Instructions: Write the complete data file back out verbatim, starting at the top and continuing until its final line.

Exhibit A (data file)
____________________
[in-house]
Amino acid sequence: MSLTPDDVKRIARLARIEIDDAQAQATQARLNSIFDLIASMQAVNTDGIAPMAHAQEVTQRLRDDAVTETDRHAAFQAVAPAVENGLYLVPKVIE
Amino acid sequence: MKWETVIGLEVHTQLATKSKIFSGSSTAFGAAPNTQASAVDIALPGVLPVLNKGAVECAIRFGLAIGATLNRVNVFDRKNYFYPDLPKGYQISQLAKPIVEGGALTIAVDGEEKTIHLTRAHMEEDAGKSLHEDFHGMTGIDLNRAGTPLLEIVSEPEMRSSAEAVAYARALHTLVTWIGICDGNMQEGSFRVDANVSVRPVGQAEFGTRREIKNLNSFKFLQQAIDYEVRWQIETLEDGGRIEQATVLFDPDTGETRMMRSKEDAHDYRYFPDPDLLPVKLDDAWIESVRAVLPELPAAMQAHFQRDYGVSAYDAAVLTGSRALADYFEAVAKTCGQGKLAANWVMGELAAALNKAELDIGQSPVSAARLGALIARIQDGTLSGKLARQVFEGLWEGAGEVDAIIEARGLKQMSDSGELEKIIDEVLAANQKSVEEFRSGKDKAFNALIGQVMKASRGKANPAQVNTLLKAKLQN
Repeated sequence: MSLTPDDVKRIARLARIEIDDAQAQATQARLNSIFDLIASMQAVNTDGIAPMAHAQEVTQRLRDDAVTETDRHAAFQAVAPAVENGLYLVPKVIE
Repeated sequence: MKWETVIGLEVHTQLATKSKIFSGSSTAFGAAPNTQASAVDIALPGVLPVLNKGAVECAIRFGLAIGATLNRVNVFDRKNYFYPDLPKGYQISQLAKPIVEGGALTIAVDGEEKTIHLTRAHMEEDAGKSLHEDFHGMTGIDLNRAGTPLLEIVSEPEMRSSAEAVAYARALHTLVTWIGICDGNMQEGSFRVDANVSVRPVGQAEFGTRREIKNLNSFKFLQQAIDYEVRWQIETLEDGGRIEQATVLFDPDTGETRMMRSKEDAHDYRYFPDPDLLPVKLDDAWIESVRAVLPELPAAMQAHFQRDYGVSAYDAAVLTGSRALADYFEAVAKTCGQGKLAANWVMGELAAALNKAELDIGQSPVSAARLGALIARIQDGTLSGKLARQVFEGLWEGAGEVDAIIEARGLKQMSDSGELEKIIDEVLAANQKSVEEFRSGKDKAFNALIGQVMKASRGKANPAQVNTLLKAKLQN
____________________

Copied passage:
[in-house]
Amino acid sequence: MSLTPDDVKRIARLARIEIDDAQAQATQARLNSIFDLIASMQAVNTDGIAPMAHAQEVTQRLRDDAVTETDRHAAFQAVAPAVENGLYLVPKVIE
Amino acid sequence: MKWETVIGLEVHTQLATKSKIFSGSSTAFGAAPNTQASAVDIALPGVLPVLNKGAVECAIRFGLAIGATLNRVNVFDRKNYFYPDLPKGYQISQLAKPIVEGGALTIAVDGEEKTIHLTRAHMEEDAGKSLHEDFHGMTGIDLNRAGTPLLEIVSEPEMRSSAEAVAYARALHTLVTWIGICDGNMQEGSFRVDANVSVRPVGQAEFGTRREIKNLNSFKFLQQAIDYEVRWQIETLEDGGRIEQATVLFDPDTGETRMMRSKEDAHDYRYFPDPDLLPVKLDDAWIESVRAVLPELPAAMQAHFQRDYGVSAYDAAVLTGSRALADYFEAVAKTCGQGKLAANWVMGELAAALNKAELDIGQSPVSAARLGALIARIQDGTLSGKLARQVFEGLWEGAGEVDAIIEARGLKQMSDSGELEKIIDEVLAANQKSVEEFRSGKDKAFNALIGQVMKASRGKANPAQVNTLLKAKLQN
Repeated sequence: MSLTPDDVKRIARLARIEIDDAQAQATQARLNSIFDLIASMQAVNTDGIAPMAHAQEVTQRLRDDAVTETDRHAAFQAVAPAVENGLYLVPKVIE
Repeated sequence: MKWETVIGLEVHTQLATKSKIFSGSSTAFGAAPNTQASAVDIALPGVLPVLNKGAVECAIRFGLAIGATLNRVNVFDRKNYFYPDLPKGYQISQLAKPIVEGGALTIAVDGEEKTIHLTRAHMEEDAGKSLHEDFHGMTGIDLNRAGTPLLEIVSEPEMRSSAEAVAYARALHTLVTWIGICDGNMQEGSFRVDANVSVRPVGQAEFGTRREIKNLNSFKFLQQAIDYEVRWQIETLEDGGRIEQATVLFDPDTGETRMMRSKEDAHDYRYFPDPDLLPVKLDDAWIESVRAVLPELPAAMQAHFQRDYGVSAYDAAVLTGSRALADYFEAVAKTCGQGKLAANWVMGELAAALNKAELDIGQSPVSAARLGALIARIQDGTLSGKLARQVFEGLWEGAGEVDAIIEARGLKQMSDSGELEKIIDEVLAANQKSVEEFRSGKDKAFNALIGQVMKASRGKANPAQVNTLLKAKLQN